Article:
(Dow Jones) The recent SEC complaint against Goldman Sachs Group Inc. has brought newfound attention to the "fiduciary standard"-namely, the idea that some financial advisors put clients' interests at the fore of every investment decision, while others work on a standard that simply ensures clients are offered "suitable" products.

But what if the client insists on investing in something that makes little to no financial sense to the adviser--say, stock in a company that sells snow shoes to surfers?

Therein lies one of the great dilemmas for true fiduciaries. And industry pros and observers say there's no standard or one-size-fits-all solution, especially since even "bad" investments can sometimes turn a profit.

In the most extreme cases, advisors will rebuke the client altogether and suggest they take their entire portfolio to another firm. That's often because the client wants to commit a significant portion of their portfolio-for example, 50%-on what the advisor deems a foolish bet.

Otherwise, if the adviser were to play along, it could have financial, legal and ethical consequences down the road, says Alex Potts, chief executive of Loring Ward International Ltd., an asset management firm based in New York. "It's like you're an accessory to a crime," he said.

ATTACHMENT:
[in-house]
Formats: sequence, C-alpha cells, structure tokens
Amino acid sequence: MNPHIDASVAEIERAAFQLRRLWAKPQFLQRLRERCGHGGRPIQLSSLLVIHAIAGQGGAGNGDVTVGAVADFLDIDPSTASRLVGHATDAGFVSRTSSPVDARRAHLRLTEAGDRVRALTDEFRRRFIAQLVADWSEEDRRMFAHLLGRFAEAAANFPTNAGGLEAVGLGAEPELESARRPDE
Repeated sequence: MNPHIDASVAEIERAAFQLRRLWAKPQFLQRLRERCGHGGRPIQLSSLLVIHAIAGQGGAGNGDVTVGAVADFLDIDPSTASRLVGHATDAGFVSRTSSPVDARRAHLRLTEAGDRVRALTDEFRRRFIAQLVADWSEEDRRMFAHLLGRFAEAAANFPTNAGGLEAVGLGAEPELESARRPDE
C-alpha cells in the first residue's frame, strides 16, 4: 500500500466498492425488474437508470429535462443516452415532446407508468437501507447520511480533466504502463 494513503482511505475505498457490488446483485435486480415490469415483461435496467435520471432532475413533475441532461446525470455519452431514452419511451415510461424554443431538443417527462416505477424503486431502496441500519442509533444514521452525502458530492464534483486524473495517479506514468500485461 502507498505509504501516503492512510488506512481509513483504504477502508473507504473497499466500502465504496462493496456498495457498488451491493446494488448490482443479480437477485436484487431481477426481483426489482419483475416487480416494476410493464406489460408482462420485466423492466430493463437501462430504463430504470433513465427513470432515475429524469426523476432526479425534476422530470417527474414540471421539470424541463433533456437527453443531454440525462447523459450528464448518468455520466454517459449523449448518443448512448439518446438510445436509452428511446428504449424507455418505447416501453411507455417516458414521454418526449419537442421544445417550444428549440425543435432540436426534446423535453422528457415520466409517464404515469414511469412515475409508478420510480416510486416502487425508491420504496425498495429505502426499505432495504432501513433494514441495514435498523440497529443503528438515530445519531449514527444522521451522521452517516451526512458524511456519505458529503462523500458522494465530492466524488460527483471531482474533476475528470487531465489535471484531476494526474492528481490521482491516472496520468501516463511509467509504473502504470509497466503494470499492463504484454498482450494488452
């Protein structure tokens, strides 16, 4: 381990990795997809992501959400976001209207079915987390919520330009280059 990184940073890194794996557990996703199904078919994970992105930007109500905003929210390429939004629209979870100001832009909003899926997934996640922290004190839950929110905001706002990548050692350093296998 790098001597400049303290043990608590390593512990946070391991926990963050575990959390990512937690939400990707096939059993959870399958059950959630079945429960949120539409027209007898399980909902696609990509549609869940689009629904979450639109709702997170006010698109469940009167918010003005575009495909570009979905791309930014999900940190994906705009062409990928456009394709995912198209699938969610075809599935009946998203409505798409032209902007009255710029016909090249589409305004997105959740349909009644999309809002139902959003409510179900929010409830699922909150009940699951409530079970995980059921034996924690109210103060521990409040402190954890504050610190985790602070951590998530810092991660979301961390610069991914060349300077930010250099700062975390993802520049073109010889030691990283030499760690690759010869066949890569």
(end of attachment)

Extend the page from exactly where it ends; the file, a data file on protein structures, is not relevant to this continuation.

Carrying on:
If the amount of money the client wants to commit isn't as large-and if the investment isn't as risky-some advisors will agree to make and manage the investment on the client's behalf. But they will cover their legal bases by documenting-with a waiver or simply an email that recaps a discussion-that they warned against such a purchase.

Still, what's an acceptable amount? Kelly Campbell, a certified financial planner in Fairfax, Va., says investments that represent 1%-2% of a client's portfolio are generally within reason. If the figure starts approaching 5%, he's more hesitant.

At the same time, Campbell won't send them completely packing to another firm. Instead, he might suggest they open a separate account with a discount broker to handle the particular investment.

Matthew Tuttle of Tuttle Wealth Management in White Plains, N.Y., advocates a similar approach with clients, but puts it in blunter terms. "I can't stop them from being suicidal, but I will not give them the gun," he said.

Still, when advisors believe it's acceptable to go along with a "bad" investment, the matter is muddled by another point: Why does the client want it in the first place? It may be for sentimental reasons-say, it's a company that makes a product the client has long liked. Or in other instances, it may be because the financial industry itself has misled the investor through false or dubious marketing.

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